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OPC analysis fears another Cashgate, as some district councils fail to reconcile ORT accounts

An analysis by Office of the President and Cabinet (OPC) in collaboration with a local Non Governmental Organisation (NGO), Citizens for Justice (CFJ), has revealed delays in reconciling Other Recurrent Transactions (ORT) bank accounts of some district councils, raising fears that this may create room for theft and fraud.

The analysis was done under the GIZ-supported Budget and Expenditure Transparency Project, which was conducted in nine districts between March and July, 2015.

According to the report, in nine district councils, the reconciliations were behind ranging from 18 months to two years.

“In all councils we visited, bank reconciliations for ORT were far behind, ranging from 18 months to two years. In Mchinji District Council for example, there is a challenge with cashbook [system]. The system has a technical problem to the extent that the cashbook cannot capture transactions from the sectors,” reads the report.

Apart from Mchinji, other districts involved were Chitipa, Karonga, Nkhata Bay, Kasungu, Nkhotakota, Chikwawa, Blantyre and Balaka.

It adds: “The problem was reported to both the supplier and the NLGFC [National Local Government Finance Committee]. The supplier keeps on sending different officers to fix the problem but without any success. We view this as a serious matter.”

The issue of bank accounts reconciliation is highlighted under the sub-headline ‘Managing Budget Execution and Report Requirements’. The section talks about funding and cash management, commitments, payment system, bank reconciliations and reports.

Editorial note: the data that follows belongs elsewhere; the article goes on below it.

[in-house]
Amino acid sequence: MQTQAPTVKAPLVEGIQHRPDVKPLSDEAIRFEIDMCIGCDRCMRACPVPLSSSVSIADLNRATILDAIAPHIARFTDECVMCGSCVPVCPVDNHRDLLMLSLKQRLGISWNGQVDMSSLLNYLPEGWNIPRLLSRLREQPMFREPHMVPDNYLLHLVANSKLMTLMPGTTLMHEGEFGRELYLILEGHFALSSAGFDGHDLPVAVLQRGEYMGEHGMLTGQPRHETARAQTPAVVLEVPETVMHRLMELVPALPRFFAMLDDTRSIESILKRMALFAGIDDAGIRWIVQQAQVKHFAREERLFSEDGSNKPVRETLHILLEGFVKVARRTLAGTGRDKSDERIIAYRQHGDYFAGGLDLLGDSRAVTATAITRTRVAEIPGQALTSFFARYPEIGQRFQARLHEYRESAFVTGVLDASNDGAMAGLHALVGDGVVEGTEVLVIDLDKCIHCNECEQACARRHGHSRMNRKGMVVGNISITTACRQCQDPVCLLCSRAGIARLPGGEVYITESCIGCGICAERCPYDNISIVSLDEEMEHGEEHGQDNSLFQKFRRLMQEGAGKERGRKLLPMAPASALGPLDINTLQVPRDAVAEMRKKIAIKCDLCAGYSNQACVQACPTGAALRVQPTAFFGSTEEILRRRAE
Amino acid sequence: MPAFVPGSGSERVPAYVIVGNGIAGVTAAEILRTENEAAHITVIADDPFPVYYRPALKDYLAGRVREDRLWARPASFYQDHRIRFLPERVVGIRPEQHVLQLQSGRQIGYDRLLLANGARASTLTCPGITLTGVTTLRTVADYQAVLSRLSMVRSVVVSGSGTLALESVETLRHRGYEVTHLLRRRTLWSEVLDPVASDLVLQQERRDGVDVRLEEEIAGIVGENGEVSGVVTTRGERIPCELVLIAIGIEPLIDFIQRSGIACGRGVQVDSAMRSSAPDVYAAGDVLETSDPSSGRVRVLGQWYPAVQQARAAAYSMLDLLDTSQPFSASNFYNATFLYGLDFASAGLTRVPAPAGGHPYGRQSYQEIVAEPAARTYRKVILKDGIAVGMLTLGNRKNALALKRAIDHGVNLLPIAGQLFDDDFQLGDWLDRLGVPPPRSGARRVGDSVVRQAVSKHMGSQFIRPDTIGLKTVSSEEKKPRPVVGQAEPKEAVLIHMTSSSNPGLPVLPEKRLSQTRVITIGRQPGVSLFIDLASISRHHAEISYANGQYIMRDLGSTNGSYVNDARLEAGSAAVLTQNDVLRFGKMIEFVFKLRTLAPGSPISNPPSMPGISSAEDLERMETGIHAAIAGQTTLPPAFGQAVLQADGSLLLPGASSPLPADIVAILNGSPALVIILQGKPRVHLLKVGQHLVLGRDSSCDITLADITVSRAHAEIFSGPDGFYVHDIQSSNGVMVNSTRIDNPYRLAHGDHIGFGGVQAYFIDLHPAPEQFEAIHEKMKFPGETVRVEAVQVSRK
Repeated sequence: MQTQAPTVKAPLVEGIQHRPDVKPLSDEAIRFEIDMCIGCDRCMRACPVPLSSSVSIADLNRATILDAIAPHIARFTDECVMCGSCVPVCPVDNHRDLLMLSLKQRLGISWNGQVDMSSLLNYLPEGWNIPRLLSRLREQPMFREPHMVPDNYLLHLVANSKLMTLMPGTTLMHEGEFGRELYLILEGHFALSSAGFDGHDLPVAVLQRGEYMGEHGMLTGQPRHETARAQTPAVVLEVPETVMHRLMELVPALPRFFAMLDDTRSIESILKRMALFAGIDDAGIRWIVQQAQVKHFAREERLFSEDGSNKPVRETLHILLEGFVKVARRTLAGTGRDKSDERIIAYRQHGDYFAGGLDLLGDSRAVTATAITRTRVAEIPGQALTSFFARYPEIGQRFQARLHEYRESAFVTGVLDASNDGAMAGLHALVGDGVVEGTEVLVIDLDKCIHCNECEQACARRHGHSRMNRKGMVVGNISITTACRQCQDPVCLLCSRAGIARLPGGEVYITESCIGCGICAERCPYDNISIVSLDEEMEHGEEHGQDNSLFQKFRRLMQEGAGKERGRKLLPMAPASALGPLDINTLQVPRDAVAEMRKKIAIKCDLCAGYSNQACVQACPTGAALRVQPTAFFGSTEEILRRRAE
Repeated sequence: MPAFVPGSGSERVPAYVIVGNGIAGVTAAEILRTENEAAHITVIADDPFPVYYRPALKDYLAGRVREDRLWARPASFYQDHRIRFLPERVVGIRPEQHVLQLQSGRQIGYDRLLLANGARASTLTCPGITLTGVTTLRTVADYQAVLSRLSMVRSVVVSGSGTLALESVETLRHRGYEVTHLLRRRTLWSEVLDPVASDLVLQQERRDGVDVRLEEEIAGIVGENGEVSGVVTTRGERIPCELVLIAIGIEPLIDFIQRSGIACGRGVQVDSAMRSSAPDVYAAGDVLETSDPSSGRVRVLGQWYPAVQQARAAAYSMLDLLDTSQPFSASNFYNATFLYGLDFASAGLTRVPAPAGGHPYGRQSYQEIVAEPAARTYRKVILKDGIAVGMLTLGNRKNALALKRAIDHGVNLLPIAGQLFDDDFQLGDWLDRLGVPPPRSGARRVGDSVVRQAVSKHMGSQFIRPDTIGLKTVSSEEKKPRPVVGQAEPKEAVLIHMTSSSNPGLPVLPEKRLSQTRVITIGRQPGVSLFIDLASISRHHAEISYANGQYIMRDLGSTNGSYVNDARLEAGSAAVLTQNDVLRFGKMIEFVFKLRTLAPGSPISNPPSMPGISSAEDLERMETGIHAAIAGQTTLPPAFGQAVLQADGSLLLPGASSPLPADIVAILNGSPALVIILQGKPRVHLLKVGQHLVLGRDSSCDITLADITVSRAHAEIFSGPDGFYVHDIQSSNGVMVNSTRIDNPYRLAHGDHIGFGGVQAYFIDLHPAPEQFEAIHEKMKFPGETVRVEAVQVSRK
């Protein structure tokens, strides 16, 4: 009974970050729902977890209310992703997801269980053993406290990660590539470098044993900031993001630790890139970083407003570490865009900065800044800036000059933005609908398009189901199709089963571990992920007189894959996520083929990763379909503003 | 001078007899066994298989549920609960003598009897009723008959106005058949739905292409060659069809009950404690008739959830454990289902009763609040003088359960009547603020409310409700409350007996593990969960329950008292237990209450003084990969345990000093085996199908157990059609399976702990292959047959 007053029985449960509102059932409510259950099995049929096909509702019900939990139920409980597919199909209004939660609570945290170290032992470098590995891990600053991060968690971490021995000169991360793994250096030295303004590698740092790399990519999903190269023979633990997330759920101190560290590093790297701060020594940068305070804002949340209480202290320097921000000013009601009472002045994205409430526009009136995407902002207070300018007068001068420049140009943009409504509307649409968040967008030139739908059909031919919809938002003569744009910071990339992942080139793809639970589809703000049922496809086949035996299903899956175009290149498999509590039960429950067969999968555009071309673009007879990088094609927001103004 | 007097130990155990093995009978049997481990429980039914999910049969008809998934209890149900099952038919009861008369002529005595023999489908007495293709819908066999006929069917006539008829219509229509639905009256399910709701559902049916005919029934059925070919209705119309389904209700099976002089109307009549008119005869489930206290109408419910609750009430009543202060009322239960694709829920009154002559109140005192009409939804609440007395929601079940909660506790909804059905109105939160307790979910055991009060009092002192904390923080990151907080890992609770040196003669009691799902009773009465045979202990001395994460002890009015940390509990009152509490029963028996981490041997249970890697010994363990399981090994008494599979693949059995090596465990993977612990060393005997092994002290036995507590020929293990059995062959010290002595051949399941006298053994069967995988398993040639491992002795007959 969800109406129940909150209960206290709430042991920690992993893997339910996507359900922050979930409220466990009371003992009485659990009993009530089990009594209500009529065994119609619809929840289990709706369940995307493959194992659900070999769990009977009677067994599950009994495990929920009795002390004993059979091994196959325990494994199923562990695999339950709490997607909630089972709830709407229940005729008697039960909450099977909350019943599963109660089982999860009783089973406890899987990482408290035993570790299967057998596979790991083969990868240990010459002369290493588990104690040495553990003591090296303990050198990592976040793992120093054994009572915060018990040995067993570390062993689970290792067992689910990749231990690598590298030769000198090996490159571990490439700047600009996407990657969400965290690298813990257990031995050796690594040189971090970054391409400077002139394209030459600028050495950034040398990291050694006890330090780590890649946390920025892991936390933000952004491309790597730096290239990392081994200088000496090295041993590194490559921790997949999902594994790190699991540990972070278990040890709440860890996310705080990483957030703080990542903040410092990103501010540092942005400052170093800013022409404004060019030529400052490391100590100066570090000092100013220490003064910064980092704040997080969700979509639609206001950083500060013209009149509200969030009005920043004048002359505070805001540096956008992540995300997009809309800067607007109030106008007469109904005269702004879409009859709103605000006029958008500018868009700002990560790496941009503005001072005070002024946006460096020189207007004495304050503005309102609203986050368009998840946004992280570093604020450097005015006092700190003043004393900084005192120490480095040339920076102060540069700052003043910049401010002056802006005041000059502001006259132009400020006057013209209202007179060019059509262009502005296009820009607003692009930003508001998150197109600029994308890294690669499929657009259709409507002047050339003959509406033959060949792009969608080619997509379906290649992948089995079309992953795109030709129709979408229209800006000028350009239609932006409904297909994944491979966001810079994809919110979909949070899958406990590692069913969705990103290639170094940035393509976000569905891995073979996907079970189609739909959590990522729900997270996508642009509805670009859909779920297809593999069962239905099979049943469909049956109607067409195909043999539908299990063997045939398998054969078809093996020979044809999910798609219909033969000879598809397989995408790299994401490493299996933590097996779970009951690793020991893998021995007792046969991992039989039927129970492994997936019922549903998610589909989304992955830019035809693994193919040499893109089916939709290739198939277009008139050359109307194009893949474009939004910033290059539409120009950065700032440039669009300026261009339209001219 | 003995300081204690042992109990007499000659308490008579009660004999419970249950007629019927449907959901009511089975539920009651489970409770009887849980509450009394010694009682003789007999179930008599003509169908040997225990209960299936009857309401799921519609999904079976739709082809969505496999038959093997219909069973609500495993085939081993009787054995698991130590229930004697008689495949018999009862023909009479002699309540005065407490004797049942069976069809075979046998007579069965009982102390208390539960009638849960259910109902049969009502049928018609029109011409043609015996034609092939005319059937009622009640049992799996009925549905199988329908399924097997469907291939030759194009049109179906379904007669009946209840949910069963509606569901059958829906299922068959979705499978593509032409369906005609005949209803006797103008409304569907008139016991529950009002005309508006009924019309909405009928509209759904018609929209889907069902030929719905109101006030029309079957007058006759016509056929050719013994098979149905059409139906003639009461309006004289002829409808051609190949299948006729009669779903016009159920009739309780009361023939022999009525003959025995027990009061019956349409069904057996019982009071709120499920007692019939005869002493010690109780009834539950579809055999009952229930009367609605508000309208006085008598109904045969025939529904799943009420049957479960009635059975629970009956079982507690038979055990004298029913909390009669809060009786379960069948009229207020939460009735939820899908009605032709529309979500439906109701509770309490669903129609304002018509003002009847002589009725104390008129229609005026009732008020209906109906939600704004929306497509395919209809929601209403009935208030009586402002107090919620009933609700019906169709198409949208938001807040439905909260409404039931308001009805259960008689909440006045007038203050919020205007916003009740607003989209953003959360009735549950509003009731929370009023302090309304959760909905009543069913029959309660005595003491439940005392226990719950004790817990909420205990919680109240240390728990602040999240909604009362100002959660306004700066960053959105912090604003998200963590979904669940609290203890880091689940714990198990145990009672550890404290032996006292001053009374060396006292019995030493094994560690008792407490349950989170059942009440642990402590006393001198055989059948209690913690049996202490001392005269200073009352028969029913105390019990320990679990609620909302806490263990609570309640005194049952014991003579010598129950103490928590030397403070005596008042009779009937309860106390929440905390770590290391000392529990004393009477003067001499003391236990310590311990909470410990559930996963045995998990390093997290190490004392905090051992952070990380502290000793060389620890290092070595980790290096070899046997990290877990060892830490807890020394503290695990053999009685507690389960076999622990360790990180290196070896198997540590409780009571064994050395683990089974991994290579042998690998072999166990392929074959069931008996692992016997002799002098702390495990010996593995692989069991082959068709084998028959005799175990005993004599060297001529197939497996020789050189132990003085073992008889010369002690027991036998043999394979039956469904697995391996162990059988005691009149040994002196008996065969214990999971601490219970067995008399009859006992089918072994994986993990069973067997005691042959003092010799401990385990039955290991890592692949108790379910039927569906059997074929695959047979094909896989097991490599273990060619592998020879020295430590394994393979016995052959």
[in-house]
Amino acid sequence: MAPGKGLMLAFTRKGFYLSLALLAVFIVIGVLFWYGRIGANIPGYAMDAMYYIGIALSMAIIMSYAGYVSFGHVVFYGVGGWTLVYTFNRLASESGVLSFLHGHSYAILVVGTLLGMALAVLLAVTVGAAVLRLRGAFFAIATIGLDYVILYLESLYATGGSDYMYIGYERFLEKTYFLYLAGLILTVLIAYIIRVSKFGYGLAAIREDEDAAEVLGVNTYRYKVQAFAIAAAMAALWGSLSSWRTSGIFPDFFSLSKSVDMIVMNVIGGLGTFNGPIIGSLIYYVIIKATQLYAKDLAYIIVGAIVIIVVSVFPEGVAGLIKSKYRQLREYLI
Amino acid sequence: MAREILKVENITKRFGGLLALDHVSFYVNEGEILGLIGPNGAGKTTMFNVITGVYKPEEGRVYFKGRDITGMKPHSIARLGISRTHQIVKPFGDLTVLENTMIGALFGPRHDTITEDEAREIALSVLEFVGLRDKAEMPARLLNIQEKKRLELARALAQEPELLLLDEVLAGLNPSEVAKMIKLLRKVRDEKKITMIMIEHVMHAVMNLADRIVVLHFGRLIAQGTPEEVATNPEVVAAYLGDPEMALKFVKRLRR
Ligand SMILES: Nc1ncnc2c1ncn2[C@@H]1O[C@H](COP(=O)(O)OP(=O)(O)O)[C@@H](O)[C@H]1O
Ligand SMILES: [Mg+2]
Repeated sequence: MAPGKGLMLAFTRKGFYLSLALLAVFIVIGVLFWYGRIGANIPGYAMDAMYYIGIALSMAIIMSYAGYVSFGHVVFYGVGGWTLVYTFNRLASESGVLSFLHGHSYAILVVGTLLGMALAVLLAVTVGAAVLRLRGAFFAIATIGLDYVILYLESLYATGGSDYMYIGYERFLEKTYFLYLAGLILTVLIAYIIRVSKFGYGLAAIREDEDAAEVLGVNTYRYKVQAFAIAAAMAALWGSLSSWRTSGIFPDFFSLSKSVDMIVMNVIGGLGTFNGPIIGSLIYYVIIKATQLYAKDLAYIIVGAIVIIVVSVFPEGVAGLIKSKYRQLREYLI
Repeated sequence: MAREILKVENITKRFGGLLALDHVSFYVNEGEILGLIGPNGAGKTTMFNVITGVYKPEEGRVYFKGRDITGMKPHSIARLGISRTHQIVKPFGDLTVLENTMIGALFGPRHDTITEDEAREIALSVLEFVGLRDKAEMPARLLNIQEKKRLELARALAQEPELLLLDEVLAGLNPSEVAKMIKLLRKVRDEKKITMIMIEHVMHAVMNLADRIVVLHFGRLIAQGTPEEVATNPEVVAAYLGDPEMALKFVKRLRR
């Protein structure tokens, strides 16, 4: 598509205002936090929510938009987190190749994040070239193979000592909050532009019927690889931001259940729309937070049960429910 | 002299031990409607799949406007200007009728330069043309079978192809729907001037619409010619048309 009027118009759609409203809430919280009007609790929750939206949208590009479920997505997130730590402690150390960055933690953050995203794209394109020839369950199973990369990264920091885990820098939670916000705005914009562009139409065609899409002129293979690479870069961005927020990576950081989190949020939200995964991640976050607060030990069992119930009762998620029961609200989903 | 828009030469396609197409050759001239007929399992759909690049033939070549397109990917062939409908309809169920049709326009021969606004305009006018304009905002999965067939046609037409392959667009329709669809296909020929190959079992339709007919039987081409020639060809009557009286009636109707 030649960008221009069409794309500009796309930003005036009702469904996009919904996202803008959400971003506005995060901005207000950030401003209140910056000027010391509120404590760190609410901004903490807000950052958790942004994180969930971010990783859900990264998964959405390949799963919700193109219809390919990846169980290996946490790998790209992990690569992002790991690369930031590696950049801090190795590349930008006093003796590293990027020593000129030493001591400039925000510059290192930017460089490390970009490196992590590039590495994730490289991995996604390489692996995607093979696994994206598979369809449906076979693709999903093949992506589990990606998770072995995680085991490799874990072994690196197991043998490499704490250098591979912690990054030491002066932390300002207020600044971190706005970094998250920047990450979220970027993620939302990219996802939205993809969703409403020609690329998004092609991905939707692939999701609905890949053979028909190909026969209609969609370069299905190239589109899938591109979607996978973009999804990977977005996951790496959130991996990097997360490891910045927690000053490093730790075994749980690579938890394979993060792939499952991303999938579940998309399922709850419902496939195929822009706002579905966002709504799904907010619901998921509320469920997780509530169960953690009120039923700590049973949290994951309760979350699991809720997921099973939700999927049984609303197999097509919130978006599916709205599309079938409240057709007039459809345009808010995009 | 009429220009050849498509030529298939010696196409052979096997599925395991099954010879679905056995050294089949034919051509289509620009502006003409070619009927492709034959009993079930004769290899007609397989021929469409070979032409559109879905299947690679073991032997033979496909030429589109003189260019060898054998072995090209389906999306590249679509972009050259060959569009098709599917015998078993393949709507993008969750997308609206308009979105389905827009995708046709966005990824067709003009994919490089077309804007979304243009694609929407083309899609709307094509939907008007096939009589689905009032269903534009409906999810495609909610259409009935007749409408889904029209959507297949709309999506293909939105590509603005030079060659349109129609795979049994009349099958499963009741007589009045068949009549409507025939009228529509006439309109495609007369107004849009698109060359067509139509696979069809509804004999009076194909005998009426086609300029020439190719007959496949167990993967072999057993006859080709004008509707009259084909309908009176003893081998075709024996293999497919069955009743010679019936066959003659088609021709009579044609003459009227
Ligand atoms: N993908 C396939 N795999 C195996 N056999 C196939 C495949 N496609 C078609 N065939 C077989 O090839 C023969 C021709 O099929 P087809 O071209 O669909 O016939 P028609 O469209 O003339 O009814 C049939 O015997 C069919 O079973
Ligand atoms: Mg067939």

Former Auditor General, Reckford Kampanje, who was a consultant in the project, presented the findings to stakeholders in Lilongwe yesterday.

According to the cited section, failure to do bank reconciliations creates room for fraud and theft.

“An institution that does not reconcile its main bank account is susceptible to fraud and theft. We would like to recommend to NLGFC and councils to work together so that the backlog can be cleared within the shortest space of time. If capacity

is a challenge, we strongly recommend that the assignment should be contracted out to the private sector,” reads the report.

CFJ Executive Director, Reinford Mwangonde, said the project was one way of tracking funds that are disbursed to the councils.

“We observed lately that Malawians are demanding socio-economic rights. If you go to the districts, people are asking for drugs. People are asking for quality education, people are asking for security. These districts have been entrusted to disburse these funds so that people at local level can benefit,” Mwangonde said.

He added: “We know now and you also know that lately, the DCs [District Commissioners] have complained that they don’t have the money. Drugs are a problem, education materials are missing in schools. This is one attempt in our view to follow the money: where the money is coming from, where it is going, is it being used for the intended purposes?”

Annika Wolframm, Technical Adviser for GIZ’s Strengthening Public Financial and Economic Management (PFEM), stressed the importance of transparency and accountability.

“Transparency and accountability in public finance is very important because if you see government as a body, as a human, all the veins, blood and everything, is finance, is money. Everything that is happening is done with money. If there is no money, nothing will be happening. It is the money that keeps the system running. If there is no accountability and transparency in finance, it doesn’t work,” she said.

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